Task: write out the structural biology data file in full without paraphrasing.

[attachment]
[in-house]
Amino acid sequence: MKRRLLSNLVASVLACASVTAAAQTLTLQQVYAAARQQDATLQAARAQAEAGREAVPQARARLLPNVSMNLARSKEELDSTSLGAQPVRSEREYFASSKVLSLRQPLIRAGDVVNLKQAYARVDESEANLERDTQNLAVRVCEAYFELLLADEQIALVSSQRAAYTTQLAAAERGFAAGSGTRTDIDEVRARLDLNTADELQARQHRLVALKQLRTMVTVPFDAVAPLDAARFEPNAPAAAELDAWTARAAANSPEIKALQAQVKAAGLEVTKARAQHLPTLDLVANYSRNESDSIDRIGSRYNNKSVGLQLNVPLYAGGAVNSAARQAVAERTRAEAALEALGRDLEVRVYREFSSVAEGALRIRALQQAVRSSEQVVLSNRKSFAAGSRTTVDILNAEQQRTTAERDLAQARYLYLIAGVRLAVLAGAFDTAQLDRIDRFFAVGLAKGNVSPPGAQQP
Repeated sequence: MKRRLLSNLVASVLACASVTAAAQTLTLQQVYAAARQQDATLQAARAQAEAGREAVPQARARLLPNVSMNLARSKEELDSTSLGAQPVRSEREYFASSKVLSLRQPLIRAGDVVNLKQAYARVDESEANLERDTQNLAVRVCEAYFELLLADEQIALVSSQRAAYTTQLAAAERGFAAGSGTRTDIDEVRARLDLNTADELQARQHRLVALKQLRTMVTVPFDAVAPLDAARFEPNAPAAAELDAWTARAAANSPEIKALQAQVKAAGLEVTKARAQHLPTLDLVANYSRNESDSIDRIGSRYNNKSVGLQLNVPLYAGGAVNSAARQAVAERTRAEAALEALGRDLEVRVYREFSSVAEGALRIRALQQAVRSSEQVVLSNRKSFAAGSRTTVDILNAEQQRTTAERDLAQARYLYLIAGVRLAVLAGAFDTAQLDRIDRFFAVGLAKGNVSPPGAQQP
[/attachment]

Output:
[in-house]
Amino acid sequence: MKRRLLSNLVASVLACASVTAAAQTLTLQQVYAAARQQDATLQAARAQAEAGREAVPQARARLLPNVSMNLARSKEELDSTSLGAQPVRSEREYFASSKVLSLRQPLIRAGDVVNLKQAYARVDESEANLERDTQNLAVRVCEAYFELLLADEQIALVSSQRAAYTTQLAAAERGFAAGSGTRTDIDEVRARLDLNTADELQARQHRLVALKQLRTMVTVPFDAVAPLDAARFEPNAPAAAELDAWTARAAANSPEIKALQAQVKAAGLEVTKARAQHLPTLDLVANYSRNESDSIDRIGSRYNNKSVGLQLNVPLYAGGAVNSAARQAVAERTRAEAALEALGRDLEVRVYREFSSVAEGALRIRALQQAVRSSEQVVLSNRKSFAAGSRTTVDILNAEQQRTTAERDLAQARYLYLIAGVRLAVLAGAFDTAQLDRIDRFFAVGLAKGNVSPPGAQQP
Repeated sequence: MKRRLLSNLVASVLACASVTAAAQTLTLQQVYAAARQQDATLQAARAQAEAGREAVPQARARLLPNVSMNLARSKEELDSTSLGAQPVRSEREYFASSKVLSLRQPLIRAGDVVNLKQAYARVDESEANLERDTQNLAVRVCEAYFELLLADEQIALVSSQRAAYTTQLAAAERGFAAGSGTRTDIDEVRARLDLNTADELQARQHRLVALKQLRTMVTVPFDAVAPLDAARFEPNAPAAAELDAWTARAAANSPEIKALQAQVKAAGLEVTKARAQHLPTLDLVANYSRNESDSIDRIGSRYNNKSVGLQLNVPLYAGGAVNSAARQAVAERTRAEAALEALGRDLEVRVYREFSSVAEGALRIRALQQAVRSSEQVVLSNRKSFAAGSRTTVDILNAEQQRTTAERDLAQARYLYLIAGVRLAVLAGAFDTAQLDRIDRFFAVGLAKGNVSPPGAQQP